(Reuters) - The spread of a huge oil spill in the Gulf of Mexico has rallied energy companies to work together in the cleanup effort.
A blown out undersea oil well owned by BP Plc is spilling about 5,000 barrels (210,000 gallons or 955,000 litres) a day, creating a slick measuring at least 130 miles (208km) by 70 miles (112 km).
Below is a list of what oil companies have done to assist in the cleanup effort:
Royal Dutch Shell:
- Given BP use of Shell’s Robert Training and Conference centre in Robert, Louisiana, for use as headquarters for coordinating cleanup efforts.
- Following BP’s request, given the company access to Shell’s ocean cleanup experts. Shell could not say how many are currently assisting BP.
- Given use of a drilling rig as a staging base, two supply vessels, an underwater vehicle and support vessel.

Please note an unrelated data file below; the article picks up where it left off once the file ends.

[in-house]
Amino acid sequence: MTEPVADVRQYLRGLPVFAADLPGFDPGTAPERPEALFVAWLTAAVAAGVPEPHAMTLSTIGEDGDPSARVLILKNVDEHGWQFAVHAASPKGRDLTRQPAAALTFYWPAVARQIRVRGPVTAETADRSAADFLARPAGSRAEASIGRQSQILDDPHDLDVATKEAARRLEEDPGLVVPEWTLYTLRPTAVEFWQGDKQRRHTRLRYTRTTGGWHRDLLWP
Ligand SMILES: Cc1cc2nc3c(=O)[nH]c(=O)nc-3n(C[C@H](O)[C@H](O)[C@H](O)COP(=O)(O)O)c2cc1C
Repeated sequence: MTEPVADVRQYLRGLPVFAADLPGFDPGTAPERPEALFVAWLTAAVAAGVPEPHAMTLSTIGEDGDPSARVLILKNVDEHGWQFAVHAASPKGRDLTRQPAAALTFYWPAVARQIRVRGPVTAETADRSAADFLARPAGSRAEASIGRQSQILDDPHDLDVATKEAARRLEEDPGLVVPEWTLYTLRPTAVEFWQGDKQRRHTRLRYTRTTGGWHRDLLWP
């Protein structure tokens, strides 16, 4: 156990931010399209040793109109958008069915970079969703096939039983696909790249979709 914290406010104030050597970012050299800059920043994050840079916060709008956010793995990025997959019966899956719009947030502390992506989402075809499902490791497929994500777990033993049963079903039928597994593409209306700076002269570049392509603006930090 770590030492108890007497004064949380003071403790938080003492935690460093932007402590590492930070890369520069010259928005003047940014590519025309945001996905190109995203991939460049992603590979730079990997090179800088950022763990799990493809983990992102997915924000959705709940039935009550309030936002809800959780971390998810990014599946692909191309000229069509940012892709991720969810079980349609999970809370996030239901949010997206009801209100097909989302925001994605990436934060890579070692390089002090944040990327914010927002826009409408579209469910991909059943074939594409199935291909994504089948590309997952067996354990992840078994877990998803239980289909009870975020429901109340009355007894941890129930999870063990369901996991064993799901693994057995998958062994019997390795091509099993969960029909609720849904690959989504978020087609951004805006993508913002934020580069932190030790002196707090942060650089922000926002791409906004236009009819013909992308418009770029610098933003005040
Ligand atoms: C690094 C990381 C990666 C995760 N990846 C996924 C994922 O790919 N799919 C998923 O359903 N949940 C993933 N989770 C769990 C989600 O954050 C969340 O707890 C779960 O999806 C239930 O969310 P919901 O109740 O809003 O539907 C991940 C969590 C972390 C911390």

- It has provided experts to respond to BP’s request for technical advice on blowout preventers, dispersant injection, well construction and containment options.
- Is supporting Tier 3 spill response and cleanup cooperatives, such as Marine Spill Response Corporation, Clean Gulf, and Oil Spill Response Ltd., to provide personnel and equipment, such as dispersants, fire boom and radios.
- Procuring and manufacturing additional supplies of dispersant for potential use.
- Assigned personnel with expertise in subsea blowout preventer interventionand subsea construction to support BP.
- Personnel from Chevron’s 330,000 barrel-per-day Pascagoula, Mississippi, refinery joined the U.S. Coast Guard’s local incident command response team in Mobile, Alabama.
- BP contracted the Pascagoula refinery’s marine wildlife rescue portable trailer.
Reporting by Steve James in New York and Kristen Hays in Houston; Editing by David Gregorio